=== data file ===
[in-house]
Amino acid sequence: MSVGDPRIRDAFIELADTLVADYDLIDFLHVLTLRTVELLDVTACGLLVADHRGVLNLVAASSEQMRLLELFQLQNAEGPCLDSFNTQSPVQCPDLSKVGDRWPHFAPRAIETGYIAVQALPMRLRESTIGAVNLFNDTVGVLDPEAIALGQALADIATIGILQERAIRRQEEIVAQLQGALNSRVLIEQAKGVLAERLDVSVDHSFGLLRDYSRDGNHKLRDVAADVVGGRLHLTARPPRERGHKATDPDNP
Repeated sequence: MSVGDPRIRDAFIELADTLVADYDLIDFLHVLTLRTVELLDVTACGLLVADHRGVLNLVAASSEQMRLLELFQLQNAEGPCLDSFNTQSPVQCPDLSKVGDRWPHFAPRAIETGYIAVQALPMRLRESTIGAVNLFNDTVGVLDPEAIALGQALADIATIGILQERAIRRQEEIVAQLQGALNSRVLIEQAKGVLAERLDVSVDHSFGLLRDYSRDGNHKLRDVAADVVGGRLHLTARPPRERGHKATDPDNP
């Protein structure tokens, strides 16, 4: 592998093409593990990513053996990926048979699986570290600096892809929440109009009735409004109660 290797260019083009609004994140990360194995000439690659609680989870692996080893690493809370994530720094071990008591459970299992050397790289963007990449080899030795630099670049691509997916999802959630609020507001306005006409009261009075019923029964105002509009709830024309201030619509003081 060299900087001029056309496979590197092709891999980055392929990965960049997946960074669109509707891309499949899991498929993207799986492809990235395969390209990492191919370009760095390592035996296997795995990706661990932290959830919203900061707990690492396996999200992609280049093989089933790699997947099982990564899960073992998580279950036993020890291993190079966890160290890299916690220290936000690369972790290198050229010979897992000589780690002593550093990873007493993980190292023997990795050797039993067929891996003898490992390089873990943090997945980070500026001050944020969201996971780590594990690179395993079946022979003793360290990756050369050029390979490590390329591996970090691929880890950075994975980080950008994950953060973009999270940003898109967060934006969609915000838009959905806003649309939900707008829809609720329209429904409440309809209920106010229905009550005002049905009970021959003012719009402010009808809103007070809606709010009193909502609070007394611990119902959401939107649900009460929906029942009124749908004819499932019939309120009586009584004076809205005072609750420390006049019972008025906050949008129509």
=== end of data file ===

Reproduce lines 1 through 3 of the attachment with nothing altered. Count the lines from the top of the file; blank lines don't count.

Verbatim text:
[in-house]
Amino acid sequence: MSVGDPRIRDAFIELADTLVADYDLIDFLHVLTLRTVELLDVTACGLLVADHRGVLNLVAASSEQMRLLELFQLQNAEGPCLDSFNTQSPVQCPDLSKVGDRWPHFAPRAIETGYIAVQALPMRLRESTIGAVNLFNDTVGVLDPEAIALGQALADIATIGILQERAIRRQEEIVAQLQGALNSRVLIEQAKGVLAERLDVSVDHSFGLLRDYSRDGNHKLRDVAADVVGGRLHLTARPPRERGHKATDPDNP
Repeated sequence: MSVGDPRIRDAFIELADTLVADYDLIDFLHVLTLRTVELLDVTACGLLVADHRGVLNLVAASSEQMRLLELFQLQNAEGPCLDSFNTQSPVQCPDLSKVGDRWPHFAPRAIETGYIAVQALPMRLRESTIGAVNLFNDTVGVLDPEAIALGQALADIATIGILQERAIRRQEEIVAQLQGALNSRVLIEQAKGVLAERLDVSVDHSFGLLRDYSRDGNHKLRDVAADVVGGRLHLTARPPRERGHKATDPDNP